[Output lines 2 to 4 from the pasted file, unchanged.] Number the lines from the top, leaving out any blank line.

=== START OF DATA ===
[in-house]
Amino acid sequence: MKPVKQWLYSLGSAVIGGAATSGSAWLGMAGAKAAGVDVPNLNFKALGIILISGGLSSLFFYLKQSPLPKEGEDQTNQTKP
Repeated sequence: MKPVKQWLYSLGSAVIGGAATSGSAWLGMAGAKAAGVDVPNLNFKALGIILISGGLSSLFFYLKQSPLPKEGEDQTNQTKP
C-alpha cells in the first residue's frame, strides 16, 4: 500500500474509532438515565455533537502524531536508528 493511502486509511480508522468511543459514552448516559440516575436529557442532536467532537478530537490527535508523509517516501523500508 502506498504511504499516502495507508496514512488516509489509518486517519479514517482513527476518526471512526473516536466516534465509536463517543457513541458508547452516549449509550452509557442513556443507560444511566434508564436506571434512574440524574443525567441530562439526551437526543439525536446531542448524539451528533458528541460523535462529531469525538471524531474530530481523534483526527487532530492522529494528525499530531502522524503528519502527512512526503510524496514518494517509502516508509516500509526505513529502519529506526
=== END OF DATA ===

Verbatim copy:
Amino acid sequence: MKPVKQWLYSLGSAVIGGAATSGSAWLGMAGAKAAGVDVPNLNFKALGIILISGGLSSLFFYLKQSPLPKEGEDQTNQTKP
Repeated sequence: MKPVKQWLYSLGSAVIGGAATSGSAWLGMAGAKAAGVDVPNLNFKALGIILISGGLSSLFFYLKQSPLPKEGEDQTNQTKP
C-alpha cells in the first residue's frame, strides 16, 4: 500500500474509532438515565455533537502524531536508528 493511502486509511480508522468511543459514552448516559440516575436529557442532536467532537478530537490527535508523509517516501523500508 502506498504511504499516502495507508496514512488516509489509518486517519479514517482513527476518526471512526473516536466516534465509536463517543457513541458508547452516549449509550452509557442513556443507560444511566434508564436506571434512574440524574443525567441530562439526551437526543439525536446531542448524539451528533458528541460523535462529531469525538471524531474530530481523534483526527487532530492522529494528525499530531502522524503528519502527512512526503510524496514518494517509502516508509516500509526505513529502519529506526